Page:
Darwin T-shirt questions

I have no prizes for you this time, but I have a couple of questions for anyone who feels like answering:

-What would you consider to be a reasonable price for a screen printed t-shirt that you are purchasing from an artist/small business? Would you pay more for something like this than you would for a printed t-shirt from a chain store?

-Does the brand of t-shirt the design is printed on matter to you? Would you pay more for a certain brand? (Say, American Apparel vs. Hanes)

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11 thoughts on “Darwin T-shirt questions

  1. I preface this by saying that I am BROKE-ASS-BROKE, and am entirely confined to making clothes myself for the foreseeable future if I want anything new, since I lack even the funds to go thrifting at the moment, so I am decidedly not your current target audience. However, in the past I have had money, and bought things, albeit only occasionally, so.
    I am definitely willing to pay more for something unique and cool from an individual artist than I would otherwise, though I don’t know how much shirts go for at malls these days. The last printed tank top I bought from a friend of a friend cost much more than I would have been willing to pay for a top at a store, but it was also way way cooler than anything I would have found there. So for me, a $10 or even $15 premium for Awesome is not a problem. It may be easier to afford if it’s cheaper, but in such cases I actually feel a little guilty about not paying the artist extra, because I know perfectly well that making things costs more for individuals than major corporations, and I feel that people ought to be compensated for their time and creativity.
    I wouldn’t think anything at all of brands. A t-shirt is a t-shirt.
    I will say that I don’t buy shirts that aren’t available in babydoll, but that’s due more to my own shape than anything else. Men’s t-shirts hang most unflatteringly on me. I don’t know whether I speak for much of the rest of the world there, but offering a girly-t version, if cost-effective, seems to me to be a good idea. Many places seem to do so, and I imagine they have a reason.

    • Thanks!
      I haven’t totally settled yet on what styles I’ll be getting the first time around. I’d like to do girly-cut shirts as well as the generic unisex style but I might have to wait and see if I’m at all successful first, since they seem to be more expensive per shirt and I don’t have a lot of money to invest up front.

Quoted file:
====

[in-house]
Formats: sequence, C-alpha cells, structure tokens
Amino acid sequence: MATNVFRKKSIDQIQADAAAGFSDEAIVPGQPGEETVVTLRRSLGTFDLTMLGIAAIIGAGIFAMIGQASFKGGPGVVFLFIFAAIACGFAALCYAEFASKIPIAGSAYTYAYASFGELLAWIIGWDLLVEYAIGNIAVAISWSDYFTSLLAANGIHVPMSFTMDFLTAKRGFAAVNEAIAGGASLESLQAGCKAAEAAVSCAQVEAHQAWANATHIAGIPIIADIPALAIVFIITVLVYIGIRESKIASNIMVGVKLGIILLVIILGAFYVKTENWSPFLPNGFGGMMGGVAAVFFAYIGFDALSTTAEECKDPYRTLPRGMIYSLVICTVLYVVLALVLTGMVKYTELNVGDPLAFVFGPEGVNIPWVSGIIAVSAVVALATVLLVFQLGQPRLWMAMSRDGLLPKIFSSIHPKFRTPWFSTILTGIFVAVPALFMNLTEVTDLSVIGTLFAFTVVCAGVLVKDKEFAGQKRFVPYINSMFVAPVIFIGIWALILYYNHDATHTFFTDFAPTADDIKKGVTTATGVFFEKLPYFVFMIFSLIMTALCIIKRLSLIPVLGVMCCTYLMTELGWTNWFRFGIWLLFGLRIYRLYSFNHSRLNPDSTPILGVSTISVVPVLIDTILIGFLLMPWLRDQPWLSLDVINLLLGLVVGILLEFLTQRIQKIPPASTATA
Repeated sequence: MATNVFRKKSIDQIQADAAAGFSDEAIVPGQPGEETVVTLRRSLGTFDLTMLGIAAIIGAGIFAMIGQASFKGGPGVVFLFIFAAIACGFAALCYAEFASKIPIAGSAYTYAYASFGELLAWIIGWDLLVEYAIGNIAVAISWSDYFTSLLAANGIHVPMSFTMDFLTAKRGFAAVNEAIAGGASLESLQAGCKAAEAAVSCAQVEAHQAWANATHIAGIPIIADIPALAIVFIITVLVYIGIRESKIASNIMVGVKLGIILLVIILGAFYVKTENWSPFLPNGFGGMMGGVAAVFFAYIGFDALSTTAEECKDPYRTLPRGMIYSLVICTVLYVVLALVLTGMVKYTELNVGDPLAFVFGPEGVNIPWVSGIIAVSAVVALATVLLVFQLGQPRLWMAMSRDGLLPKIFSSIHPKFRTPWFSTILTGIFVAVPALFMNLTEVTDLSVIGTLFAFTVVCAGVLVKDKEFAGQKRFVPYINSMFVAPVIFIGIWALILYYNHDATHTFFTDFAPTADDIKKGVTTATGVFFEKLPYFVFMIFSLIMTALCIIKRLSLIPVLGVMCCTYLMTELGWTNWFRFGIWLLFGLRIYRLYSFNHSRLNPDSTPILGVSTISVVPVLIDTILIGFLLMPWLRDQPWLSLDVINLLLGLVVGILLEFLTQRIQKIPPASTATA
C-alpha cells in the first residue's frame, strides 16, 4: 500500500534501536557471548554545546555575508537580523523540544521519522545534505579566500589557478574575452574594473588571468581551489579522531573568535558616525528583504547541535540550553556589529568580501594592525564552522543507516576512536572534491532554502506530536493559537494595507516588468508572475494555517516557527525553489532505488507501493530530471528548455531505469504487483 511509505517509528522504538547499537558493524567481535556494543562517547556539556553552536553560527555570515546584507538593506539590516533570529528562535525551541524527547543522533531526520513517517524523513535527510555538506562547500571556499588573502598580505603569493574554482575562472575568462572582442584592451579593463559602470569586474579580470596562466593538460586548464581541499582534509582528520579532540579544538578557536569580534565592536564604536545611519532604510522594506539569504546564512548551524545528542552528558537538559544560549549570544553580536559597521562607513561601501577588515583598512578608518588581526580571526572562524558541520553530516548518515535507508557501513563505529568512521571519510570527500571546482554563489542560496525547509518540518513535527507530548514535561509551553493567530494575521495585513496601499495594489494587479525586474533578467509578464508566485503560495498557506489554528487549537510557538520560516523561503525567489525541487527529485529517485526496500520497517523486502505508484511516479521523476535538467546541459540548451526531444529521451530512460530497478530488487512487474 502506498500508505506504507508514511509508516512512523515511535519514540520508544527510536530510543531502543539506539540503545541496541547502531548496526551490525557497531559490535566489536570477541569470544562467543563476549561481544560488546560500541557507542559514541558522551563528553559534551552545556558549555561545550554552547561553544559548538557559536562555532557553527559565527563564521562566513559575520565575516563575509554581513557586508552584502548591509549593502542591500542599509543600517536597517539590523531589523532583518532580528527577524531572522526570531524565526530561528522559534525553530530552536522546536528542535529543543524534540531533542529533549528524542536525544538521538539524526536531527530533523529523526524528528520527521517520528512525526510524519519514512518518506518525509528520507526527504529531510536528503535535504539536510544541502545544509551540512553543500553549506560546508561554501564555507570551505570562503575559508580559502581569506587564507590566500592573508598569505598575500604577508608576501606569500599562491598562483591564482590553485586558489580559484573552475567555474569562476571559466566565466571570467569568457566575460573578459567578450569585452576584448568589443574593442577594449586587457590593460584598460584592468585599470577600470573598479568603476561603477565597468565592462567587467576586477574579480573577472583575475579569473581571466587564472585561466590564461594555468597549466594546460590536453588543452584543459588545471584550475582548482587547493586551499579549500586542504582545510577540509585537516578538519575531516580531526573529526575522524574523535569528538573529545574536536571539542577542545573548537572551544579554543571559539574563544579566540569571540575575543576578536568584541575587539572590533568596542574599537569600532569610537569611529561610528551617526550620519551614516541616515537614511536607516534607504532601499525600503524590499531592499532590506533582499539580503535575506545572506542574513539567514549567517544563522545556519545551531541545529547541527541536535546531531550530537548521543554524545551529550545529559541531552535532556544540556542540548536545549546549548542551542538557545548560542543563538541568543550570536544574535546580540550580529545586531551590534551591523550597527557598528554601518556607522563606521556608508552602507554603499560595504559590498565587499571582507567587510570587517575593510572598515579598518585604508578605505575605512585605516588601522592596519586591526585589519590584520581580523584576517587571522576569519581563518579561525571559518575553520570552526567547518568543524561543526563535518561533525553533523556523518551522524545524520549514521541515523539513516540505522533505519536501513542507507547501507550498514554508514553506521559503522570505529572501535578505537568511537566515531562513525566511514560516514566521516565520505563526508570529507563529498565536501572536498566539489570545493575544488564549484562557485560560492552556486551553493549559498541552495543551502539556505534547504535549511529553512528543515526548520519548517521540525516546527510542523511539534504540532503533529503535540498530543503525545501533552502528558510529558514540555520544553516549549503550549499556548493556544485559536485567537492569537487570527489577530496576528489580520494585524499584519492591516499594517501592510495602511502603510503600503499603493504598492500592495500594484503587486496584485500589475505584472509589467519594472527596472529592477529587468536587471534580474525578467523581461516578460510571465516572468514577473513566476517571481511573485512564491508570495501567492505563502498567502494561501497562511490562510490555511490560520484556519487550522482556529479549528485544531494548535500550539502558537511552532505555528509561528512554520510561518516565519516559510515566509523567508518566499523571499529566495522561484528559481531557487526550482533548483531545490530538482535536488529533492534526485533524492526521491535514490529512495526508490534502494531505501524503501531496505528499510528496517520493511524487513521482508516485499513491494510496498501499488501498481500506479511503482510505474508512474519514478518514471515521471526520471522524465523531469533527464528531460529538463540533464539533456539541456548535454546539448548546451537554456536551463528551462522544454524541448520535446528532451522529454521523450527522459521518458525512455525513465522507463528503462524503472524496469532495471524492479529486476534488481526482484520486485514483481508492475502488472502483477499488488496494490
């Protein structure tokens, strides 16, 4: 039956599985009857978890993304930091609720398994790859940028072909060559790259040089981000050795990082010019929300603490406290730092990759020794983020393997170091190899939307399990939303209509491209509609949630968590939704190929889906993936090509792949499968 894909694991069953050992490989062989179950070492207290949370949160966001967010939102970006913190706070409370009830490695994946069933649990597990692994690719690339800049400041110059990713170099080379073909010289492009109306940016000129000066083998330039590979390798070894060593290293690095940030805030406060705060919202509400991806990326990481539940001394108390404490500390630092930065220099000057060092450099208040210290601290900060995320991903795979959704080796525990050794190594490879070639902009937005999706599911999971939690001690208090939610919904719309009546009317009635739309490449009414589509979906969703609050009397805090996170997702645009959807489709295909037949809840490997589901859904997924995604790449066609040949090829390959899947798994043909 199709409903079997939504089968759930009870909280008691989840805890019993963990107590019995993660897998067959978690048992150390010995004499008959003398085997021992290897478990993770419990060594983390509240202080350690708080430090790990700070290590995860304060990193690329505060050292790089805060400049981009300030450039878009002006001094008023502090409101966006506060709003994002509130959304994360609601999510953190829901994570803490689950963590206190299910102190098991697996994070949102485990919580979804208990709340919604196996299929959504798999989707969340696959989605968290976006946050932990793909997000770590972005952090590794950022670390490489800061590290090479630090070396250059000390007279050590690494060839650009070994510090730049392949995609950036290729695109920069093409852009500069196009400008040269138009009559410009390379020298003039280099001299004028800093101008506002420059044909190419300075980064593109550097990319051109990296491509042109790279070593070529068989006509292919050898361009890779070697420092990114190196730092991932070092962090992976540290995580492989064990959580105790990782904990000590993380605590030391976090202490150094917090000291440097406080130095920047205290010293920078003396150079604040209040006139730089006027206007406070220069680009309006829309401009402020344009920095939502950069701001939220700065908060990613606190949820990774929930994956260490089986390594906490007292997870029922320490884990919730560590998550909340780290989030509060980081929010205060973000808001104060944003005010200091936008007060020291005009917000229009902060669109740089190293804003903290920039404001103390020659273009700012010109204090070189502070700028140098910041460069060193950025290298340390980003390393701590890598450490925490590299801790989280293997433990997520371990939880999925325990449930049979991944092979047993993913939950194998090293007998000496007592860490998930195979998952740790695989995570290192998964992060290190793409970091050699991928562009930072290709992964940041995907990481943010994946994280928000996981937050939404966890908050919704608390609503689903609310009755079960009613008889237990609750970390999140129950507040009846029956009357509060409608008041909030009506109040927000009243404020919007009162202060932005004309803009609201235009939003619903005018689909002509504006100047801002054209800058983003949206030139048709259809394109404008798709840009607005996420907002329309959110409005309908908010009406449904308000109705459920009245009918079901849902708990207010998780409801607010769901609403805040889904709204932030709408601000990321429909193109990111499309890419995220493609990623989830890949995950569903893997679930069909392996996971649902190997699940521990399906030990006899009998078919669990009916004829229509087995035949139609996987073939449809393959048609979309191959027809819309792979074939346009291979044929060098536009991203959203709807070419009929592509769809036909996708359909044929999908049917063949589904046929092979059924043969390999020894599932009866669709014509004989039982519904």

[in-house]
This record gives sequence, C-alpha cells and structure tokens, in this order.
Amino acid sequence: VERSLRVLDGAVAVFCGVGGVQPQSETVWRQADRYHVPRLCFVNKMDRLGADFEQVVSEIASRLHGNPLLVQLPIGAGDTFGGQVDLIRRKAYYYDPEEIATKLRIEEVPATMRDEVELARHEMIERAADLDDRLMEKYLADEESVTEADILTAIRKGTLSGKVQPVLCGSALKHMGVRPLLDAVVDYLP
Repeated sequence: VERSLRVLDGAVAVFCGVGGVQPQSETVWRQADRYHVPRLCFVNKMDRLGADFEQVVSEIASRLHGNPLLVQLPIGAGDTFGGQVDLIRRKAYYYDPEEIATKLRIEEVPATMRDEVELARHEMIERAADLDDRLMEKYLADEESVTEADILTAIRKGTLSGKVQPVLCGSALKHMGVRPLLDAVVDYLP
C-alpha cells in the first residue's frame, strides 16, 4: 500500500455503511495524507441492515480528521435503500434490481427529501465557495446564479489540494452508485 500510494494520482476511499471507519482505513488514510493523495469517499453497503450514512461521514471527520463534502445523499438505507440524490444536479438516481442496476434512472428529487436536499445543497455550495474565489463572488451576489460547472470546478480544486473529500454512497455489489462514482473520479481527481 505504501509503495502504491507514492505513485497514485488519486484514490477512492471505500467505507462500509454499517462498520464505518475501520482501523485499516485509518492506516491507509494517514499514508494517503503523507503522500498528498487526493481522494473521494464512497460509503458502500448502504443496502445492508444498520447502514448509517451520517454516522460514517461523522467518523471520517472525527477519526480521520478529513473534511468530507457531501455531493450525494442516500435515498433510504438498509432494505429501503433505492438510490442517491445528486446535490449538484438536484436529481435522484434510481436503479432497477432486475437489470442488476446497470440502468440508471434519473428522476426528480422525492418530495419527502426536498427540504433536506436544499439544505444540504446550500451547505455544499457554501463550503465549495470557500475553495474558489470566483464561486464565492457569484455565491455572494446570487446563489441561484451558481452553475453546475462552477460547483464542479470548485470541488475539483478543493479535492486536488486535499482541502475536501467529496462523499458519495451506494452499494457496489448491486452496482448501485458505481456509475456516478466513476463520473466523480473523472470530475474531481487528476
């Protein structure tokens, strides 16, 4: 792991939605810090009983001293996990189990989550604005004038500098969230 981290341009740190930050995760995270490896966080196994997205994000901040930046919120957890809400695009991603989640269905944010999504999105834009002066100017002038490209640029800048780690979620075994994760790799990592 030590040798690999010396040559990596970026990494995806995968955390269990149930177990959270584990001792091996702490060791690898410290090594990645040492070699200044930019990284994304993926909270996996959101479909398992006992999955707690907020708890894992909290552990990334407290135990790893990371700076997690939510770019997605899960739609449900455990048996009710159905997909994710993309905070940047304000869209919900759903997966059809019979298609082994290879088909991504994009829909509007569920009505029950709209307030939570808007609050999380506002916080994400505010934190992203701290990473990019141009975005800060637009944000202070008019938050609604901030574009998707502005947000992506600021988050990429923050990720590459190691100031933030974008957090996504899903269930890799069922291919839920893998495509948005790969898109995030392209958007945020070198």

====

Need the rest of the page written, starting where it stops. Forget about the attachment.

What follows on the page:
2. I boycott AA because the owner is a sexist dick who harasses his employees and fires them if they aren’t “hot” enough. I would be far less likely to buy a shirt if it was AA.
    I would pay $20-25 for a tee.

      • Not off-hand, no, but I can ask. I’ve never had to have something printed, myself, I’ve just bought from vendors who do and market their stuff has having been from union shops. I could likely ask someone at the Shoe or Red Emma’s where they get their shirts from, though.

      • I don’t mean to send you on a goosechase to do my research for me, just thought you might know. Generally the brands that screen printing companies offer are big ones like Hanes, Gilden, Fruit of the Loom, sometimes American Apparel. Now that I think of it, though, I’m almost sure anything from Red Emma’s was probably actually printed by the artist themselves. That’d open up a lot more options in terms of what base t-shirt to use.
        I wish I could do that, because it would be way cheaper, but seeing as I’m not going into business making lots and lots of different t-shirts, I’m not really interested in investing in all the equipment necessary.

  3. I bought this shirt from the artist on his website. American Apparel was having trouble supplying him with the t-shirts so I have a Bella baby doll t-shirt with the Hello Kitty holding a bazooka. It is a nice quality t-shirt that has worn well, and I have had it since early 2007.
    I agree with whoever had ethical issues with American Apparel.

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